Learning Video Saliency from Human Gaze Using Candidate Selection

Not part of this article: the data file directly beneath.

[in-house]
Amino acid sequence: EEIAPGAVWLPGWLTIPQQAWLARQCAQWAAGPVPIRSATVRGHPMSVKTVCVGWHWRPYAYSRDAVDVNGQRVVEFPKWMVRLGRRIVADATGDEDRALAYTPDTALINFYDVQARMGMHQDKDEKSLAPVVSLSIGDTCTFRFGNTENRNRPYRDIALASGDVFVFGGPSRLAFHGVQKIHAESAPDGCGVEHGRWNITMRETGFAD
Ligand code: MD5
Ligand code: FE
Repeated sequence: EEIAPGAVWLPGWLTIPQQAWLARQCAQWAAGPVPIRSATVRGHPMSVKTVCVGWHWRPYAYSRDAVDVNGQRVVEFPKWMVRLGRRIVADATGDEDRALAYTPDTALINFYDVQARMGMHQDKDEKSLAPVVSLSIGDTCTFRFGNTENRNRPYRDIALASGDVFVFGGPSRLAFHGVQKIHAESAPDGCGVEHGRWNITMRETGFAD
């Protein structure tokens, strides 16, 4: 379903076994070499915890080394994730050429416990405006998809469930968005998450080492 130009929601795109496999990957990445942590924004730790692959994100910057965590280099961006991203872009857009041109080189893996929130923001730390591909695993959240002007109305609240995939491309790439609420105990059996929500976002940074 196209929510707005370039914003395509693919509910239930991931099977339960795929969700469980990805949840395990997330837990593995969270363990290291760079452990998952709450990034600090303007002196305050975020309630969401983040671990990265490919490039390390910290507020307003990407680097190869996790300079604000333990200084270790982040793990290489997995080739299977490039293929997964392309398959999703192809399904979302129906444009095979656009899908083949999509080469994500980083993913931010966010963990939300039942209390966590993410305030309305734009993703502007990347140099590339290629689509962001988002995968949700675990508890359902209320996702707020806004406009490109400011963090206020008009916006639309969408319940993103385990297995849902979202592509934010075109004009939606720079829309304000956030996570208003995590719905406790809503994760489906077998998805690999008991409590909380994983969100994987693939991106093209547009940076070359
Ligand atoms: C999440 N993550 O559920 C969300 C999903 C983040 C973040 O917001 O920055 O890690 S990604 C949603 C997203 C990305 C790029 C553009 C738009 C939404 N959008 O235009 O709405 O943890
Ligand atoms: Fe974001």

During recent years remarkable progress has been made in visual saliency modeling. Our interest is in video saliency. Since videos are fundamentally different from still images, they are viewed differently by human observers. For example, the time each video frame is observed is a fraction of a second, while a still image can be viewed leisurely. Therefore, video saliency estimation methods should differ substantially from image saliency methods. In this paper we propose a novel method for video saliency estimation, which is inspired by the way people watch videos. We explicitly model the continuity of the video by predicting the saliency map of a given frame, conditioned on the map from the previous frame. Furthermore, accuracy and computation speed are improved by restricting the salient locations to a carefully selected candidate set. We validate our method using two gaze-tracked video datasets and show we outperform the state-of-the-art.

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